PTSD: What is it, and Does it Only Occur in Soldiers?
September 15, 2015
Post Traumatic Stress Disorder (PTSD) is an anxiety disorder that occurs in a percentage of people who have been exposed to a traumatic event. This diagnosis was formulated to account for the set of anxious symptoms that some soldiers experienced after combat. Current research suggests that approximately 2 to 14 percent of soldiers show symptoms of PTSD. Unfortunately, the symptoms are often debilitating and disrupt an individual’s occupational and social functioning. Research has shown that the divorce rates for ex-soldiers with PTSD are twice the rate for soldiers without PTSD. With this high divorce rate among PTSD-diagnosed soldiers, it is very likely that family attorneys will represent either a client with PTSD or the spouse of someone with PTSD. Therefore, it is important to understand the disorder and the challenges it may pose on a case. Individuals do not have to experience war to be diagnosed with PTSD. The same symptoms can exist in an individual who has experienced any traumatic event.
PTSD is a disorder with symptoms that first occur AFTER exposure to a traumatic event. According to the DSM-IV, the individual must have, “…experienced, witnessed, or was confronted with an event or events that involved actual or threatened death or serious injury, or a threat to the physical integrity of self or others (p. 218).” In addition, “the person’s response involved intense fear, helplessness, or horror. Note: In Children, this may be expressed instead by disorganized or agitated behavior (p. 219).” Thus, the traumatic events can be real or threatened. What is important is how the individual perceives the event or threat of the event.
The next feature of PTSD has to do with the individual reexperiencing the traumatic event in a variety of ways.
According to the DSM-IV, people with PTSD will reexperience the traumatic event through one of the following ways:
- Recurrent and intrusive distressing recollections of the event, including images, thoughts, or perceptions. Note: in young children, repetitive play may occur in which themes or aspects of the trauma are expressed
- Recurrent distressing dreams of the event. Note: In children, there may be frightening dreams without recognizable content
- Acting or feeling as if the traumatic event were recurring (includes a sense of reliving the experience, illusions, hallucinations, and dissociative flashback episodes, including those that occur on awakening or when intoxicated). Note: In children, trauma-specific reenactment may occur
- Intense psychological distress at exposure to internal or external cues that symbolize or resemble an aspect of the traumatic event
- Physiological reactivity on exposure to internal or external cues that symbolize or resemble an aspect of the traumatic event (p. 219)
These episodes of reexperiencing the trauma keeps the person with the disorder in a near constant state of having the perceptual experience of being in the traumatic situation over and over again, with little relief.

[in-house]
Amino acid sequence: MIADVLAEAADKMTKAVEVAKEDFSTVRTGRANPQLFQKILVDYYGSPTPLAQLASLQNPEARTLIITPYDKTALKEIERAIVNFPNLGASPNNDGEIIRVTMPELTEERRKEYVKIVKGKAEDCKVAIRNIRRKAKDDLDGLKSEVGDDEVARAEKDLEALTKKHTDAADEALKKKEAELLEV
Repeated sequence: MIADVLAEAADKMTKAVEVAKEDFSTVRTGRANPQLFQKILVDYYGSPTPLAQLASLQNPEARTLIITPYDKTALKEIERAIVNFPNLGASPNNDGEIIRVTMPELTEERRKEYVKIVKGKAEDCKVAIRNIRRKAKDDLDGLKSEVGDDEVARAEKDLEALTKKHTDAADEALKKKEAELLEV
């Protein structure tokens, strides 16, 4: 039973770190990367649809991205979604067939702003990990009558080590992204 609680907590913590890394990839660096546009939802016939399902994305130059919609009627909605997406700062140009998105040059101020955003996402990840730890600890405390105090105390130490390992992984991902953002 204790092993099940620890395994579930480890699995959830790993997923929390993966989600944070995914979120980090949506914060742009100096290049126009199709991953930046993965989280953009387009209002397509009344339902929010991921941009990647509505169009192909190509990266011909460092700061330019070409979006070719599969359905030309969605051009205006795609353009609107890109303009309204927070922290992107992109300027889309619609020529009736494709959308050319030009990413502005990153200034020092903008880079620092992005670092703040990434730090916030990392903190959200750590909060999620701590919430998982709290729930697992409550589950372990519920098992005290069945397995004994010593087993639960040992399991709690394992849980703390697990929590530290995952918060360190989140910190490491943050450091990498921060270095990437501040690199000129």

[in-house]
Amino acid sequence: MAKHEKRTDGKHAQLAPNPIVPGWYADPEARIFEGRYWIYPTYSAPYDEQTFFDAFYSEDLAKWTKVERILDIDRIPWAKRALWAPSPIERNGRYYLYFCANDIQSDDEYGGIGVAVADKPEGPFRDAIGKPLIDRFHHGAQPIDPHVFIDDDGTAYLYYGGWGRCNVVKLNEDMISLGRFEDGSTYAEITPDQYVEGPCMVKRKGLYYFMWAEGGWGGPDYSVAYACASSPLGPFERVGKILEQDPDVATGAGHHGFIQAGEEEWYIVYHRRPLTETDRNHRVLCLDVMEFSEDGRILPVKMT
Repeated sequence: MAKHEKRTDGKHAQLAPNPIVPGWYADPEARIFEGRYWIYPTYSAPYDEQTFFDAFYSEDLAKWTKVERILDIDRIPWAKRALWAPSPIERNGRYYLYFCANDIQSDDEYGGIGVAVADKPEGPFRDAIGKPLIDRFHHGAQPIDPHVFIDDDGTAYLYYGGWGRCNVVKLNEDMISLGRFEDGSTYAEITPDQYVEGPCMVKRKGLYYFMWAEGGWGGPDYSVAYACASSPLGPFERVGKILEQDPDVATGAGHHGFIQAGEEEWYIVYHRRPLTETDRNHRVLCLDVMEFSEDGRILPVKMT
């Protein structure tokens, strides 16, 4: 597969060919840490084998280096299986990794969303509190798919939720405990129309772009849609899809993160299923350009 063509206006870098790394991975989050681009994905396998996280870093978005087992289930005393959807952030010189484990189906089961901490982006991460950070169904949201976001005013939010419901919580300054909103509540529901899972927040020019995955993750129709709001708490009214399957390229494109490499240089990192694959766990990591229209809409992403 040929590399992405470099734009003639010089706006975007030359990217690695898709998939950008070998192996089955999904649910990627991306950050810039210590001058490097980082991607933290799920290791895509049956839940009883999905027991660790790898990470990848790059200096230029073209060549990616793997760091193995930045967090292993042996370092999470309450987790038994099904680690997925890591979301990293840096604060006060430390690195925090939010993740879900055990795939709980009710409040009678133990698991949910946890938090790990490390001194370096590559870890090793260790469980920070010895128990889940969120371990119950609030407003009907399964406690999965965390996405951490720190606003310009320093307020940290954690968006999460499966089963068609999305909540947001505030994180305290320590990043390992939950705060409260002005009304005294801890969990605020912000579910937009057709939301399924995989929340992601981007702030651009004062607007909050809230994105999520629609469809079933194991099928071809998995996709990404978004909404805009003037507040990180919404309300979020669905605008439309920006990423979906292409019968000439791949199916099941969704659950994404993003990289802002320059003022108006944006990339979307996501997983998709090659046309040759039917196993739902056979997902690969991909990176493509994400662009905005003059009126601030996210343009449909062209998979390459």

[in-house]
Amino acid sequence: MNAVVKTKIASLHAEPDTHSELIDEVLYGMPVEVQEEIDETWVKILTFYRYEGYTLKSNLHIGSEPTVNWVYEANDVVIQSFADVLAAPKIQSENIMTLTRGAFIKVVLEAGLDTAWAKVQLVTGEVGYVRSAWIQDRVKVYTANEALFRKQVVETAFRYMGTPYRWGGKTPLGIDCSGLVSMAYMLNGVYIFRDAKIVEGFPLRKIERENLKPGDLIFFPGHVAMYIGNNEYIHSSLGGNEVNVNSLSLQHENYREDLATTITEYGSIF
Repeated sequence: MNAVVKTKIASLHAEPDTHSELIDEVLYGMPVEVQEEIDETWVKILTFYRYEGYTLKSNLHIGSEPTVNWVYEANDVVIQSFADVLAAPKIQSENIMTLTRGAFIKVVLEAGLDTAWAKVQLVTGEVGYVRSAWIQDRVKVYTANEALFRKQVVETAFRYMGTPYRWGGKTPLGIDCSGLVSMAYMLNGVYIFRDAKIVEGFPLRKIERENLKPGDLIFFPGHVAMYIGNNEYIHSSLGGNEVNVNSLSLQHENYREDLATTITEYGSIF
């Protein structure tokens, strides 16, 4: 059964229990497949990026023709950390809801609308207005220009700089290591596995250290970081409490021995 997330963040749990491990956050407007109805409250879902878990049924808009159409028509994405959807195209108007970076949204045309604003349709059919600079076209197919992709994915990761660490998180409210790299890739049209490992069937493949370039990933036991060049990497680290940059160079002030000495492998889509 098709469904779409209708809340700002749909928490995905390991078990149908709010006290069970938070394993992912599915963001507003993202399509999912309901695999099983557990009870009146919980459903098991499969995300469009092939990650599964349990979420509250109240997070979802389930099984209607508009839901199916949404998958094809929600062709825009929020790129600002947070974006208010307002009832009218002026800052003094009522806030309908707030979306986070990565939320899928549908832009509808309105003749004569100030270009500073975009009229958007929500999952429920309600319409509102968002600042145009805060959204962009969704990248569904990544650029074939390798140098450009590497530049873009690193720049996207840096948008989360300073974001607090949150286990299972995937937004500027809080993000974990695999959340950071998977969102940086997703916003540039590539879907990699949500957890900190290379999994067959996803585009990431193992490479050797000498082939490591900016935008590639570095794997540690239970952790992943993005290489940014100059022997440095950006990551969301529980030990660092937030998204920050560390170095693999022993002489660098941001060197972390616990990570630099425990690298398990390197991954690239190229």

The third diagnostic feature of PTSD is the avoidance an individual engages in to protect him or herself from reexperiencing the trauma.
To meet the diagnosis the individual must indicate at least three of seven avoidance symptoms:
- Efforts to avoid thoughts, feelings, or conversations associated with the trauma.
- Efforts to avoid activities, places, or people that arouse recollections of the trauma.
- Inability to recall an important aspect of the trauma
- Markedly diminished interest or participation in significant activities
- Feeling of detachment or estrangement from others
- Restricted range of affect (e.g., unable to have loving feelings)
- Sense of foreshortened future (e.g., does not expect to have a career, marriage, children, or a normal life span)
These protective behaviors are ineffective attempts at distancing oneself from the traumatic experience. And worse, the behaviors also distance the person with PTSD from healthy interactions with others who offer comfort and emotional support.
The final diagnostic feature has to do with persistent arousal in the individual:
- Difficulty falling or staying asleep
- Irritability or outbursts of anger
- Difficulty concentrating
- Exaggerated startle response
Having a heightened state of arousal stresses the mind and body. When sleep is disturbed, it can negatively affect our thinking, feeling, and behavior, often resulting in anger. The chronic anger and mood instability will tax relationships and leave the individual exhausted from the emotional vicissitudes.
In order to make the diagnosis, the DSM-IV criteria must be met, the disturbance must have being going on for more than a month, and there must be distress or impairment in social, occupational, or other important areas of functioning.
Of course, traumatic events can extend beyond those experienced by soldiers, occurring in the course of everyday life. Diagnoses of a life-threatening illness, an auto accident, or experiencing an assault, are examples. Experiencing child abuse or spousal abuse are also events that can be classified as traumatic.